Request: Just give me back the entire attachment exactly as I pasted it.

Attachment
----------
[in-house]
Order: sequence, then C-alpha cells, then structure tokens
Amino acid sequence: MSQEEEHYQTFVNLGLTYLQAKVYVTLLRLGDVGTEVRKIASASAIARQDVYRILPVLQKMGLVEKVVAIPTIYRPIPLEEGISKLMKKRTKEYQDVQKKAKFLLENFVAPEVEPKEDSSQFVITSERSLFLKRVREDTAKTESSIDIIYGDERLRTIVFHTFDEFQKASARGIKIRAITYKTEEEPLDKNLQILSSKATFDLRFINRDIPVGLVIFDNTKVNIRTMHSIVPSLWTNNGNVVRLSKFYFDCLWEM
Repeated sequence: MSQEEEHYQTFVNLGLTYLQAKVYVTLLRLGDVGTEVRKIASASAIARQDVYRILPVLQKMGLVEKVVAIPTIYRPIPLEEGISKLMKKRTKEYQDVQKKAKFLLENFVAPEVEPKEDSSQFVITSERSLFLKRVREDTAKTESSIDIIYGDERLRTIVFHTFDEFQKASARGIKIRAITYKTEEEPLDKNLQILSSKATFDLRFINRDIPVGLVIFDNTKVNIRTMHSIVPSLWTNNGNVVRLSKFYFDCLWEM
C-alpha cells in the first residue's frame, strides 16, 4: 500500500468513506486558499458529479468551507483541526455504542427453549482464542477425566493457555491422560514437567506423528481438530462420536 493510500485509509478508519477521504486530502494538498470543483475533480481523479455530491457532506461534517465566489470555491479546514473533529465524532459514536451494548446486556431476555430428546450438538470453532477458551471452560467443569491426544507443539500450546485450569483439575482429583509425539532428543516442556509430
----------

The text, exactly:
[in-house]
Order: sequence, then C-alpha cells, then structure tokens
Amino acid sequence: MSQEEEHYQTFVNLGLTYLQAKVYVTLLRLGDVGTEVRKIASASAIARQDVYRILPVLQKMGLVEKVVAIPTIYRPIPLEEGISKLMKKRTKEYQDVQKKAKFLLENFVAPEVEPKEDSSQFVITSERSLFLKRVREDTAKTESSIDIIYGDERLRTIVFHTFDEFQKASARGIKIRAITYKTEEEPLDKNLQILSSKATFDLRFINRDIPVGLVIFDNTKVNIRTMHSIVPSLWTNNGNVVRLSKFYFDCLWEM
Repeated sequence: MSQEEEHYQTFVNLGLTYLQAKVYVTLLRLGDVGTEVRKIASASAIARQDVYRILPVLQKMGLVEKVVAIPTIYRPIPLEEGISKLMKKRTKEYQDVQKKAKFLLENFVAPEVEPKEDSSQFVITSERSLFLKRVREDTAKTESSIDIIYGDERLRTIVFHTFDEFQKASARGIKIRAITYKTEEEPLDKNLQILSSKATFDLRFINRDIPVGLVIFDNTKVNIRTMHSIVPSLWTNNGNVVRLSKFYFDCLWEM
C-alpha cells in the first residue's frame, strides 16, 4: 500500500468513506486558499458529479468551507483541526455504542427453549482464542477425566493457555491422560514437567506423528481438530462420536 493510500485509509478508519477521504486530502494538498470543483475533480481523479455530491457532506461534517465566489470555491479546514473533529465524532459514536451494548446486556431476555430428546450438538470453532477458551471452560467443569491426544507443539500450546485450569483439575482429583509425539532428543516442556509430